- Associated Press - Monday, May 5, 2014

MEDFORD, Ore. (AP) - The state of Oregon plans to expand subsidies for high-school students taking advanced placement exams that can allow them to skip introductory college courses.

For low-income students, the state will pick up the entire tab, in hopes of removing a financial barrier to students who might forgo the tests and then wind up paying much more for college credits later on, the Medford Mail Tribune reported (http://bit.ly/StalFr ).

The tests costs $89 each, and many students sign up for more than one.

Previously, with help from a federal grant and a College Board discount, the cost to low-income students was $33 per test.

With the additional state funding and a renewed federal grant, they will now get the tests free, and other public school students will pay $56.

School officials said they firmed up the subsidies recently, with word that a federal grant would be renewed.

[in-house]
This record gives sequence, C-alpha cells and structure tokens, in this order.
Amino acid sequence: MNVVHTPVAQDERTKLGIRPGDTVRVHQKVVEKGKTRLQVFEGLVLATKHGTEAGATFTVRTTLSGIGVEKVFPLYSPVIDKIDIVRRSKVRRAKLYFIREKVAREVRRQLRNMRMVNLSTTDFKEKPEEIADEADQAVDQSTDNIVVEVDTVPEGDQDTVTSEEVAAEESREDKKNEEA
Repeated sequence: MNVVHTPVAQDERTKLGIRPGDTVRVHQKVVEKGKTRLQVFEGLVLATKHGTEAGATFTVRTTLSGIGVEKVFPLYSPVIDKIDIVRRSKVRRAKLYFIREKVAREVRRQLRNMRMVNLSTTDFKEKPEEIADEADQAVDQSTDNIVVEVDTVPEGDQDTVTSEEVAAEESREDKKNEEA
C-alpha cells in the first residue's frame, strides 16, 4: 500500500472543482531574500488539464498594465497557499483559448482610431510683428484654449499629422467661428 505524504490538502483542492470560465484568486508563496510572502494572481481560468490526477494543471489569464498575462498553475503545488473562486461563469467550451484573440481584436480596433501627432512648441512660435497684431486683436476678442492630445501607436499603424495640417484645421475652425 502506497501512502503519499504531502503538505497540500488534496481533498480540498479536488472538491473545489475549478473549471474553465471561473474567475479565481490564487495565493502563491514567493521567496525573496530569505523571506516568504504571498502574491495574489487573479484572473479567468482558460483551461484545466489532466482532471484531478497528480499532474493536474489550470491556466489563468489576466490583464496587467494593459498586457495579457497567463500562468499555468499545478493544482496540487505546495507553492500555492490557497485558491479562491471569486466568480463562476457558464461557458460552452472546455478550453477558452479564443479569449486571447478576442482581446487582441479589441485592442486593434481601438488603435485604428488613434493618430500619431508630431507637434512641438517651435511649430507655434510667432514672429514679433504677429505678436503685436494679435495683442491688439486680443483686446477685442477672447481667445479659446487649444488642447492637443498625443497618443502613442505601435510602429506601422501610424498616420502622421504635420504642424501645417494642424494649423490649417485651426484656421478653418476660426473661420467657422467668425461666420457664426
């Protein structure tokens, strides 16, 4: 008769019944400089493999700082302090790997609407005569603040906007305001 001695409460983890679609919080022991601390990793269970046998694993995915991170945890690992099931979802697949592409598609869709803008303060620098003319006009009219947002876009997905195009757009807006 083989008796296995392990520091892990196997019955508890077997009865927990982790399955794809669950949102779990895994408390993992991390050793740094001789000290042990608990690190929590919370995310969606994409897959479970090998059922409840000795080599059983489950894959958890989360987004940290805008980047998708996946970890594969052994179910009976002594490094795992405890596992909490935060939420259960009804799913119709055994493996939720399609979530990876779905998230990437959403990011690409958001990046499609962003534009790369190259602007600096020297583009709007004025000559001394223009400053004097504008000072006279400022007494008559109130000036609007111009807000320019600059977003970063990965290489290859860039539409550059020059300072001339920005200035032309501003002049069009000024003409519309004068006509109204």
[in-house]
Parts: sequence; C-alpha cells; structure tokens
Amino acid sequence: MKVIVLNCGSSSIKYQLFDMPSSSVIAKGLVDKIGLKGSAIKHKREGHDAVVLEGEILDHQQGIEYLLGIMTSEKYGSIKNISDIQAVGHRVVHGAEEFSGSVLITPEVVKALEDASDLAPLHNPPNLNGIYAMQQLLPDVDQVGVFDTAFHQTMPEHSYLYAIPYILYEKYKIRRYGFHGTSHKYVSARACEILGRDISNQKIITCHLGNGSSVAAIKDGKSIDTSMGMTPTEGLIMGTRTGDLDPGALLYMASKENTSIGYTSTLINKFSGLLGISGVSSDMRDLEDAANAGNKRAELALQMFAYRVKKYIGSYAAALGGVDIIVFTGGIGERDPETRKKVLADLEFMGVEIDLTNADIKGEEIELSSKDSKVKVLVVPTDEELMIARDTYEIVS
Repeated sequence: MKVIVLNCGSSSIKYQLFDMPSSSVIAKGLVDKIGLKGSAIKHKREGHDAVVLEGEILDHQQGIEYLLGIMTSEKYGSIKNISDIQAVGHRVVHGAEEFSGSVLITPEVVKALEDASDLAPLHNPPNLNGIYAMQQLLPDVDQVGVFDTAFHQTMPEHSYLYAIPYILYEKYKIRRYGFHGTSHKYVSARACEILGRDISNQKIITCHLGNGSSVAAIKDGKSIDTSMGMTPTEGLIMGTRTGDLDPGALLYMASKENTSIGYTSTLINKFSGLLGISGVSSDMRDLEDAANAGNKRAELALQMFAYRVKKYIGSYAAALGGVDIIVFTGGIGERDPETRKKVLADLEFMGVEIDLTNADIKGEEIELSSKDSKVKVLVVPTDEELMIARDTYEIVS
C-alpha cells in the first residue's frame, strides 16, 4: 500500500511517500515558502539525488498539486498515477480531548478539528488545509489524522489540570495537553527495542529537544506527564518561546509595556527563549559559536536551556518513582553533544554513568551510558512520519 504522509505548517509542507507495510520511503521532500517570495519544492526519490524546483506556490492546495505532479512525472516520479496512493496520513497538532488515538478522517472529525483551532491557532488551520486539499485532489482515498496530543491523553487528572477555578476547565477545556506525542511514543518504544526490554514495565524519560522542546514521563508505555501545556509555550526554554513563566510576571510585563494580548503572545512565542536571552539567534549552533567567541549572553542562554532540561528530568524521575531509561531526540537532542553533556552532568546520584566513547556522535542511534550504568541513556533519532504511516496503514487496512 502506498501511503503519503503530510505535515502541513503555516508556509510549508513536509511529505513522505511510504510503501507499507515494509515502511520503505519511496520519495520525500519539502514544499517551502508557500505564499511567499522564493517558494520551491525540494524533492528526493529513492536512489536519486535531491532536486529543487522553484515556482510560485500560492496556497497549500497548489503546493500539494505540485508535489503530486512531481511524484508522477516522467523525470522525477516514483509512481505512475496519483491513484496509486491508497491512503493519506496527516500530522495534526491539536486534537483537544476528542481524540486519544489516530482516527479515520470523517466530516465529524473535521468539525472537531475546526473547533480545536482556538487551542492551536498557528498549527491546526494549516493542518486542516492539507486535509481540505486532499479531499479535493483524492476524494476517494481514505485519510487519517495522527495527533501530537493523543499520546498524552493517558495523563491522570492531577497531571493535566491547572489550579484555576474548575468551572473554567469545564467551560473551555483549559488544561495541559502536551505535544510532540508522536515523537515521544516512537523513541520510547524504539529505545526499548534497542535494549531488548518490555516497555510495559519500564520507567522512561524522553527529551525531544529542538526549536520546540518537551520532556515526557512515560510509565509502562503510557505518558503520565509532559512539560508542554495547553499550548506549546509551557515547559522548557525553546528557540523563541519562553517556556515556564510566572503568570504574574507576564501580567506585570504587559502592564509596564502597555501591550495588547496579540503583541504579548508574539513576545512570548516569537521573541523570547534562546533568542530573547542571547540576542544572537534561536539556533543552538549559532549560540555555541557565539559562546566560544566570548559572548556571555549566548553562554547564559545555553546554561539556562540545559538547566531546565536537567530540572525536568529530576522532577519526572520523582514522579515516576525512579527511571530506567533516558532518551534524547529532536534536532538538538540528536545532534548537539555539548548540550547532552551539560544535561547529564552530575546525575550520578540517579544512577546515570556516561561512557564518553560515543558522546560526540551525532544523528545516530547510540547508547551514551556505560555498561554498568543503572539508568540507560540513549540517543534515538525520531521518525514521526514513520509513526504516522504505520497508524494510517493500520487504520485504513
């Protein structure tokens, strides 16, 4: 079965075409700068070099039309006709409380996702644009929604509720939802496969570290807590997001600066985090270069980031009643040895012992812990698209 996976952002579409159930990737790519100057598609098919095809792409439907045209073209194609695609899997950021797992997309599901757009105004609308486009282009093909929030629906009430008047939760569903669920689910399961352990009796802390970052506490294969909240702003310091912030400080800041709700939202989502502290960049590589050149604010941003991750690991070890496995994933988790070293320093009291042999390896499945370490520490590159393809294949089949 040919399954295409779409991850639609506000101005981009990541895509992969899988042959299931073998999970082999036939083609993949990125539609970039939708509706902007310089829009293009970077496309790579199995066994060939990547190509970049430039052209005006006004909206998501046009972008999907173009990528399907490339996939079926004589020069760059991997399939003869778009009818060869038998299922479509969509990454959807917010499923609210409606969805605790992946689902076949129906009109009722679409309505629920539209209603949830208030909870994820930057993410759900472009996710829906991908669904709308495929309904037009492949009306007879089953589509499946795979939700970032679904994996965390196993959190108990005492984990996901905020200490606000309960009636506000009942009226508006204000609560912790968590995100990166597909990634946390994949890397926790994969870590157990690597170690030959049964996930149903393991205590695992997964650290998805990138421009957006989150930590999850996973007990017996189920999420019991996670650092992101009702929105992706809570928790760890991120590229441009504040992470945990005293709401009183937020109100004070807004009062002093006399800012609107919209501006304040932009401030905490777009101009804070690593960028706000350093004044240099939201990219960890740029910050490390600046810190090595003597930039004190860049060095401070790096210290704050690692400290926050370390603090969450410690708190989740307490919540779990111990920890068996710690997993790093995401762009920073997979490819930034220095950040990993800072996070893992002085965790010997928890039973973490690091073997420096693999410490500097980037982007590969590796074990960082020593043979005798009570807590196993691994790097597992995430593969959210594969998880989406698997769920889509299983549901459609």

Most students have already registered and paid for this year’s exams, which will be offered over the next two weeks. They’re getting refunds.

School officials said they expect to see greater numbers of tests next year - the subsidies are funding 6,712 exams this year for low-income students. The state estimates that could rise to 7,600 next year.

“I expect those numbers to go up … for the regular students as well,” said Michelle Dabbs, advanced placement coordinator at South Medford High School. “This year, we didn’t know about the waiver until after we had ordered all the tests.”

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Information from: Mail Tribune, http://www.mailtribune.com/